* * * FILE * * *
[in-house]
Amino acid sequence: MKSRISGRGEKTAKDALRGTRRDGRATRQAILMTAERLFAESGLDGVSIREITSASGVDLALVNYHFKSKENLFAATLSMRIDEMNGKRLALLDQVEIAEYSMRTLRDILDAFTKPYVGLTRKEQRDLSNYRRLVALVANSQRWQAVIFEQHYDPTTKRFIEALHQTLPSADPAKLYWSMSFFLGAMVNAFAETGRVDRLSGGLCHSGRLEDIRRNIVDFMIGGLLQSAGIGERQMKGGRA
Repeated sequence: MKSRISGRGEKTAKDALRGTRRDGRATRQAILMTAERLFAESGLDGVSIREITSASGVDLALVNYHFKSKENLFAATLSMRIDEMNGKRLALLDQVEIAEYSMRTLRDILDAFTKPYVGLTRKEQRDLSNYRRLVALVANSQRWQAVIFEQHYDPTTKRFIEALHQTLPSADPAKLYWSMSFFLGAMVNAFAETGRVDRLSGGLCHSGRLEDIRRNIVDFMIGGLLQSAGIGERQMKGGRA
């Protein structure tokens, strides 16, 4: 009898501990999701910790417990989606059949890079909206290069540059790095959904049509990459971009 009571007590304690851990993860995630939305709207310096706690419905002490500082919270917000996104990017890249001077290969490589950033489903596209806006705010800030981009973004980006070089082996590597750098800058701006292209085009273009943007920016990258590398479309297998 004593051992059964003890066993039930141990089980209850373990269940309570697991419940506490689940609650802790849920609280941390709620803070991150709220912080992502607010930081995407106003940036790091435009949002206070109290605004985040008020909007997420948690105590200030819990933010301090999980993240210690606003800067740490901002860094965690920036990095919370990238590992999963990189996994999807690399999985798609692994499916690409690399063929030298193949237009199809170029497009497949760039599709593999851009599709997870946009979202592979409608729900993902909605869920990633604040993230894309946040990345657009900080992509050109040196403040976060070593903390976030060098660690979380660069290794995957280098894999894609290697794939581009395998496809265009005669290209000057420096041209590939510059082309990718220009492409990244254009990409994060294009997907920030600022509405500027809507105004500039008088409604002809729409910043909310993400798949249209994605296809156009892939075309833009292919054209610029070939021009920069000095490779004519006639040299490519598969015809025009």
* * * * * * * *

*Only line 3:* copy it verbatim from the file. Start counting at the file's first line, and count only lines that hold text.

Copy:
Repeated sequence: MKSRISGRGEKTAKDALRGTRRDGRATRQAILMTAERLFAESGLDGVSIREITSASGVDLALVNYHFKSKENLFAATLSMRIDEMNGKRLALLDQVEIAEYSMRTLRDILDAFTKPYVGLTRKEQRDLSNYRRLVALVANSQRWQAVIFEQHYDPTTKRFIEALHQTLPSADPAKLYWSMSFFLGAMVNAFAETGRVDRLSGGLCHSGRLEDIRRNIVDFMIGGLLQSAGIGERQMKGGRA